• June 11, 2021
 NMSU-based NM FAST program to host USDA-focused business accelerator

Photo courtesy NMSU

NMSU-based NM FAST program to host USDA-focused business accelerator

Arrowhead Center’s New Mexico Federal and State Technology Partnership Program, housed at New Mexico State University, will be hosting an Arrowhead Center Small Business Innovation Research Accelerator, offering participants real-time support in applying for a U.S. Department of Agriculture SBIR grant for the October deadline.

The accelerator, also known as ACSA, is specifically designed to aid first-time applicants of SBIR and Small Business Technology Transfer grants. The program offers participants real-time guidance in preparing their proposals by beginning the 12-week program approximately 10 weeks before the submission closure to ensure that participants have access to assistance as needed. Weekly virtual meetings are held to provide targeted support on different aspects of proposal package development. Throughout the cohort, participants can expect to complete a portion of their proposal packages with hands-on support from NM FAST.

The USDA SBIR program supports small businesses and innovative research that focuses on topics including:

• Agriculture
• Agriculture manufacturing
• Food safety
• Crop production
• Livestock production and ranching
• Rural development
• Alternative and renewable energy

“While people may think that USDA is just about farming, their topic areas around forestry, biofuels and resource conservation expand that window of innovation development significantly,” said Del Mackey, economic development officer at Arrowhead Center. “Their impact-specific topics for rural and community development, and small and mid-size farms, are very unique to the USDA SBIR/STTR programs, allowing companies to talk more about how their innovation will affect the economic and societal challenges in rural areas, a priority in a predominantly rural state like New Mexico. We think this is a great opportunity for New Mexicans to pursue funding opportunities for the business ideas that will shape the future of our state.”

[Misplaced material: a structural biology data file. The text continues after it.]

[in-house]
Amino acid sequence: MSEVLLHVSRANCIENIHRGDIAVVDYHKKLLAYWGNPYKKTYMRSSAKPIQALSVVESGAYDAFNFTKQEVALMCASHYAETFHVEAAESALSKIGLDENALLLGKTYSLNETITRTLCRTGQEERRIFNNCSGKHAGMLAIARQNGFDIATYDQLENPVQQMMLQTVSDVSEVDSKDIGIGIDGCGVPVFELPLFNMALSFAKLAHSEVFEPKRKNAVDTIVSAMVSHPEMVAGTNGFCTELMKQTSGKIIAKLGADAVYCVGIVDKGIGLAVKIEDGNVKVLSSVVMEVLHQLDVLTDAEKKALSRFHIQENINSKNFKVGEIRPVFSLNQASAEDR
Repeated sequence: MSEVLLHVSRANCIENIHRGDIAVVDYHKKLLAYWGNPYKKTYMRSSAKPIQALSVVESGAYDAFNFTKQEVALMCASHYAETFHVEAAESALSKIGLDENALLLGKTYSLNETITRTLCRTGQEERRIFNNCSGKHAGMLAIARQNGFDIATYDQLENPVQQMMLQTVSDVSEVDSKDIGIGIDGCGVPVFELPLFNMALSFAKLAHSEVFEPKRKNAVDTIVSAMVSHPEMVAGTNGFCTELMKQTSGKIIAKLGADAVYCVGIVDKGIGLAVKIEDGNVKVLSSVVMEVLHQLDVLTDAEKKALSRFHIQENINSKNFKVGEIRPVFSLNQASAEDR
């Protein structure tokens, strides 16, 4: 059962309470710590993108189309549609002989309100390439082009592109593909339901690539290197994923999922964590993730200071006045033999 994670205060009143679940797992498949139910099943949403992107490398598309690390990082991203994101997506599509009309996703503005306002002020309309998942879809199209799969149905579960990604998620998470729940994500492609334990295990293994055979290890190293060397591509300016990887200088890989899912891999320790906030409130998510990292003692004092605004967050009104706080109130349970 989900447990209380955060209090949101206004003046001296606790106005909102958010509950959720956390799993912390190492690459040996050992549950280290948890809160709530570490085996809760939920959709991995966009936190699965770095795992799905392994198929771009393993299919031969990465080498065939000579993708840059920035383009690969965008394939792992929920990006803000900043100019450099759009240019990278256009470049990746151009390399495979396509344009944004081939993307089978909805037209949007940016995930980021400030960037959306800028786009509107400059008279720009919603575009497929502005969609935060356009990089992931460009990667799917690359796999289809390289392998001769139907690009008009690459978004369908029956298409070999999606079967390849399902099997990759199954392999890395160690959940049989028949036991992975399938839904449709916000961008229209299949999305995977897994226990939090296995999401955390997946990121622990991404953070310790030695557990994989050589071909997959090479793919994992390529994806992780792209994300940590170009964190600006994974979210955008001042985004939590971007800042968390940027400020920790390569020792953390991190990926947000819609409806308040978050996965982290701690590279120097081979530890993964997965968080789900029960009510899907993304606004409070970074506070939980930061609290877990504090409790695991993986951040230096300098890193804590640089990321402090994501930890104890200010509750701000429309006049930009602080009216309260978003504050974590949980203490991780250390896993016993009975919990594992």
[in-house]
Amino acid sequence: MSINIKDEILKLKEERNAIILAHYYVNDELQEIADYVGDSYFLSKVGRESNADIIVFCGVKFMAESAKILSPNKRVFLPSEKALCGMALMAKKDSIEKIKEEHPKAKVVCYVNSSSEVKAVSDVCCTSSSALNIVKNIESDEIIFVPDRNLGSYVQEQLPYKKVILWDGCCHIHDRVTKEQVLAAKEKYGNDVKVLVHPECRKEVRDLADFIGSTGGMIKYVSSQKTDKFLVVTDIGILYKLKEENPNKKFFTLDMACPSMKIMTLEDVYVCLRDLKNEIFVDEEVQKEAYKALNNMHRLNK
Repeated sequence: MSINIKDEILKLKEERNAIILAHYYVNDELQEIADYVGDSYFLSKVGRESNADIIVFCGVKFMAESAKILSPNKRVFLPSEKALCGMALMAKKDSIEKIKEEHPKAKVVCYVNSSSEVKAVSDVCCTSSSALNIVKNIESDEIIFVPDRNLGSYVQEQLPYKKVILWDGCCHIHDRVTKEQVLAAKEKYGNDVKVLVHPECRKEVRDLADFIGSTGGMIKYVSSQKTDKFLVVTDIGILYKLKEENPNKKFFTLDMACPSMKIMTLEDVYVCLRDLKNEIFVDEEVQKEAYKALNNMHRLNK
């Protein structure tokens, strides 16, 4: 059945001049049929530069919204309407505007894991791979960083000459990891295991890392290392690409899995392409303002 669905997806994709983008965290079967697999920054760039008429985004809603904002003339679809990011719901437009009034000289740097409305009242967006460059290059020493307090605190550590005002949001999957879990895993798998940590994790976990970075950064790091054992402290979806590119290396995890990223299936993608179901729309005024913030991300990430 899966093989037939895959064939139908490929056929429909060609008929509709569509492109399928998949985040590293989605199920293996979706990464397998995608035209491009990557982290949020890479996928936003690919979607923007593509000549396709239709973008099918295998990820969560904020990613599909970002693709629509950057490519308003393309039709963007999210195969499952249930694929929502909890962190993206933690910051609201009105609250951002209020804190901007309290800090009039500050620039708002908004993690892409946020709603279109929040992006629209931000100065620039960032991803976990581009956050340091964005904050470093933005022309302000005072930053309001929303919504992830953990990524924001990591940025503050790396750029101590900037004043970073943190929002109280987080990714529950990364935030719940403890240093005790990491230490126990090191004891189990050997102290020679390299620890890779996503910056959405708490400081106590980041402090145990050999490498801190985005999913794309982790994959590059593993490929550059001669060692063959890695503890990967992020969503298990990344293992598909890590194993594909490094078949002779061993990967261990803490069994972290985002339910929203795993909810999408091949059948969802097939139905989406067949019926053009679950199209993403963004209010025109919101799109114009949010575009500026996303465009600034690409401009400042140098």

The USDA-specific ACSA cohort will be working with industry experts to provide targeted support on areas such as aligning with a USDA priority area, creating actionable letters of support and creating a complete proposal package that adheres to USDA requirements.

Each week focuses on a different aspect of the proposal package development including selecting a relevant topic area, preparing an accurate budget, navigating the required forms for submission, and creating a complete proposal package. ACSA participants will also receive micro-grant funding, access to a suite of SBIR/STTR tools and resources, and a professional proposal review. The program’s end goal for participants is to have their proposals completed before the October deadline to ensure a successful submission.

“NM FAST is excited to offer an ACSA cohort focused on USDA,” said Dana Catron, SBIR program director at Arrowhead Center. “Even though New Mexico has a strong agricultural base, there are few USDA SBIR awards in our state. We designed our ACSA program to increase the competitiveness of submitted applications, ensuring that the proposal package is compelling and meets the specific requirements and focus of the agency.”

The 12-week program will run from July 14 to Sept. 29. NM FAST is now accepting applications until June 25.

Before the application deadline for the USDA-focused ACSA, NM FAST will be hosting a webinar from 11 a.m. to noon Wednesday, June 9, to discuss the upcoming program, as well as overviewing the USDA SBIR program and their topics. There will be a Q&A session during the workshop to ask any questions on the ACSA and the USDA SBIR programs.

To learn more about this virtual event and to register, click here.

For more information on the USDA ACSA, visit USDA website.

Author: Stephanie Garcia – NMSU

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New Mexico State University

While the initial information was provided by NMSU, it has been reviewed and copy-checked by a Herald-Post editor. In some cases, the text has been reformatted for better readability.

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